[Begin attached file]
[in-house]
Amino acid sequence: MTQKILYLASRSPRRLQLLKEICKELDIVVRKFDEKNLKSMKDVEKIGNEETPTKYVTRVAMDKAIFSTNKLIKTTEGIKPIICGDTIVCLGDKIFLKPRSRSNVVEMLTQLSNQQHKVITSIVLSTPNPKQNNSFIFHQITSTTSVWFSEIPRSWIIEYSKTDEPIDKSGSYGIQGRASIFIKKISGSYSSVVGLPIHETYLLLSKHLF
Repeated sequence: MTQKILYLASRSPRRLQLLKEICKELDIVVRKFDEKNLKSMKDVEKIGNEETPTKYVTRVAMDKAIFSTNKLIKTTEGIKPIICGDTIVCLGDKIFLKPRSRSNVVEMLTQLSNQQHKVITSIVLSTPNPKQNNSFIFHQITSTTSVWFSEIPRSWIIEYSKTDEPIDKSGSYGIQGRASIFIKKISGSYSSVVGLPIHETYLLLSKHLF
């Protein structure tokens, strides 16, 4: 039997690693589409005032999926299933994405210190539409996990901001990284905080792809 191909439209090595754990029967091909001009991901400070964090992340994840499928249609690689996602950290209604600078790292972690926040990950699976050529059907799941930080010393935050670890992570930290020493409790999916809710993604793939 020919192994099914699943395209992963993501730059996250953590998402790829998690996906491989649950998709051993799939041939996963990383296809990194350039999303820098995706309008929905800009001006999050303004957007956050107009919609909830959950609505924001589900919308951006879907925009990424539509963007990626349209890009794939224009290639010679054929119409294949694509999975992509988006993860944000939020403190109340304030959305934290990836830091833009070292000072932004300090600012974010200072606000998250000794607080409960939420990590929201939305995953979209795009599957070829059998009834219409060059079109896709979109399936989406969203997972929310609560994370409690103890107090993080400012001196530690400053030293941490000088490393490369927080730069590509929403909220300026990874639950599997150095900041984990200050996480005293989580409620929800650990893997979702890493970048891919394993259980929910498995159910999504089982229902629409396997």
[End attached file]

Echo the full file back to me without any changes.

[in-house]
Amino acid sequence: MTQKILYLASRSPRRLQLLKEICKELDIVVRKFDEKNLKSMKDVEKIGNEETPTKYVTRVAMDKAIFSTNKLIKTTEGIKPIICGDTIVCLGDKIFLKPRSRSNVVEMLTQLSNQQHKVITSIVLSTPNPKQNNSFIFHQITSTTSVWFSEIPRSWIIEYSKTDEPIDKSGSYGIQGRASIFIKKISGSYSSVVGLPIHETYLLLSKHLF
Repeated sequence: MTQKILYLASRSPRRLQLLKEICKELDIVVRKFDEKNLKSMKDVEKIGNEETPTKYVTRVAMDKAIFSTNKLIKTTEGIKPIICGDTIVCLGDKIFLKPRSRSNVVEMLTQLSNQQHKVITSIVLSTPNPKQNNSFIFHQITSTTSVWFSEIPRSWIIEYSKTDEPIDKSGSYGIQGRASIFIKKISGSYSSVVGLPIHETYLLLSKHLF
């Protein structure tokens, strides 16, 4: 039997690693589409005032999926299933994405210190539409996990901001990284905080792809 191909439209090595754990029967091909001009991901400070964090992340994840499928249609690689996602950290209604600078790292972690926040990950699976050529059907799941930080010393935050670890992570930290020493409790999916809710993604793939 020919192994099914699943395209992963993501730059996250953590998402790829998690996906491989649950998709051993799939041939996963990383296809990194350039999303820098995706309008929905800009001006999050303004957007956050107009919609909830959950609505924001589900919308951006879907925009990424539509963007990626349209890009794939224009290639010679054929119409294949694509999975992509988006993860944000939020403190109340304030959305934290990836830091833009070292000072932004300090600012974010200072606000998250000794607080409960939420990590929201939305995953979209795009599957070829059998009834219409060059079109896709979109399936989406969203997972929310609560994370409690103890107090993080400012001196530690400053030293941490000088490393490369927080730069590509929403909220300026990874639950599997150095900041984990200050996480005293989580409620929800650990893997979702890493970048891919394993259980929910498995159910999504089982229902629409396997």